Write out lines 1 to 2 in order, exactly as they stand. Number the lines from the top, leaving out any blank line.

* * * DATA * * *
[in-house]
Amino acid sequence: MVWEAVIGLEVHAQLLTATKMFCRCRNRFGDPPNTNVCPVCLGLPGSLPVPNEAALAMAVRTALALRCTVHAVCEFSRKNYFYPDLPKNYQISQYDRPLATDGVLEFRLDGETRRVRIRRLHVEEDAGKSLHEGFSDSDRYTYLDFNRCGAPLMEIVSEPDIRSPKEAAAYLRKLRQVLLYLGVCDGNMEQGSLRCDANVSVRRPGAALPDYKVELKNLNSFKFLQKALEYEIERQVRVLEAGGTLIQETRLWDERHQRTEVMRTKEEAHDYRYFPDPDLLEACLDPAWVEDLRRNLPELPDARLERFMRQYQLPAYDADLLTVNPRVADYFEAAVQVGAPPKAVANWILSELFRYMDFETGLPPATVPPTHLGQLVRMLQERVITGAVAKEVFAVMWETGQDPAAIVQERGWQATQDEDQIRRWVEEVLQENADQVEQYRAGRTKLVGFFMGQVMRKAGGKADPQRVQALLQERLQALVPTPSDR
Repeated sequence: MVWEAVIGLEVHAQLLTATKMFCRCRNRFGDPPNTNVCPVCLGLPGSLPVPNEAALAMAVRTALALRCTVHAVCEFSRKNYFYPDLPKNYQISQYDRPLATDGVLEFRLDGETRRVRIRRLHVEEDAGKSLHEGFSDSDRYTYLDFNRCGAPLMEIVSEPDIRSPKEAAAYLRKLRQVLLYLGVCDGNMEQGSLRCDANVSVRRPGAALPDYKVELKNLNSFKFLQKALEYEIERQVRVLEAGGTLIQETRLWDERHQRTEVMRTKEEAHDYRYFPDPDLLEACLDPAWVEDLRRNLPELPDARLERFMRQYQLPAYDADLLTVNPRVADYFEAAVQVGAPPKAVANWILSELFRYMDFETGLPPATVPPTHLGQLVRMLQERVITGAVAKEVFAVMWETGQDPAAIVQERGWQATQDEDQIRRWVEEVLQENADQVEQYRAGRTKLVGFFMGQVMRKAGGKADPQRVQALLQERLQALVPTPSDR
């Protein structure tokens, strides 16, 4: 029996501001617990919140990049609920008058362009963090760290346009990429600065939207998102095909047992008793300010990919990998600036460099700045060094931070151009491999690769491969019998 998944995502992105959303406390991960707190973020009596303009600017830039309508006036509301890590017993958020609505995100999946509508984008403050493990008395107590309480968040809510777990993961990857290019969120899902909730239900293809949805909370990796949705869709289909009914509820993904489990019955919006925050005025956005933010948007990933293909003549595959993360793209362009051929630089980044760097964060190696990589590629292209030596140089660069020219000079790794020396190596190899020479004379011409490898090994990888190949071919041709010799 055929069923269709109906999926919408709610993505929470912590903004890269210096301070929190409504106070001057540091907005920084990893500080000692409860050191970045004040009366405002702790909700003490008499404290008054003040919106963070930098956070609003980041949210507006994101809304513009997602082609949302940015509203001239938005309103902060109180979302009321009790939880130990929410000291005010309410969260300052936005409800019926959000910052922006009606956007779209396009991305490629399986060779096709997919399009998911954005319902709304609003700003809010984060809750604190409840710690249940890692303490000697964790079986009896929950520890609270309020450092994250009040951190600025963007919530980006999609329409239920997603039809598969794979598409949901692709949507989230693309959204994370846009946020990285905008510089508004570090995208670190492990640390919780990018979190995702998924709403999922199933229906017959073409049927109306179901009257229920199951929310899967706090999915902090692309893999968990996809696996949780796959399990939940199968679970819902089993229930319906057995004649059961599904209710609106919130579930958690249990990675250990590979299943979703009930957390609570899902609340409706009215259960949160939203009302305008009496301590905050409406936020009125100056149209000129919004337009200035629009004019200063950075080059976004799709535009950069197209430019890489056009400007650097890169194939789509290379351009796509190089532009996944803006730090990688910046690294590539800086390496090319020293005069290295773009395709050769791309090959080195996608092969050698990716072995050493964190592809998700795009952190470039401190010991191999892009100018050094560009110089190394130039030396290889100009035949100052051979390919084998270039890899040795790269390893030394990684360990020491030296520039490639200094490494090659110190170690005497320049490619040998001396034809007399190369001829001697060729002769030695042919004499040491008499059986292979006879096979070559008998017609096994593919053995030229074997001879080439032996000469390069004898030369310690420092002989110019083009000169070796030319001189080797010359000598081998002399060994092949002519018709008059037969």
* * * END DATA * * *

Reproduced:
[in-house]
Amino acid sequence: MVWEAVIGLEVHAQLLTATKMFCRCRNRFGDPPNTNVCPVCLGLPGSLPVPNEAALAMAVRTALALRCTVHAVCEFSRKNYFYPDLPKNYQISQYDRPLATDGVLEFRLDGETRRVRIRRLHVEEDAGKSLHEGFSDSDRYTYLDFNRCGAPLMEIVSEPDIRSPKEAAAYLRKLRQVLLYLGVCDGNMEQGSLRCDANVSVRRPGAALPDYKVELKNLNSFKFLQKALEYEIERQVRVLEAGGTLIQETRLWDERHQRTEVMRTKEEAHDYRYFPDPDLLEACLDPAWVEDLRRNLPELPDARLERFMRQYQLPAYDADLLTVNPRVADYFEAAVQVGAPPKAVANWILSELFRYMDFETGLPPATVPPTHLGQLVRMLQERVITGAVAKEVFAVMWETGQDPAAIVQERGWQATQDEDQIRRWVEEVLQENADQVEQYRAGRTKLVGFFMGQVMRKAGGKADPQRVQALLQERLQALVPTPSDR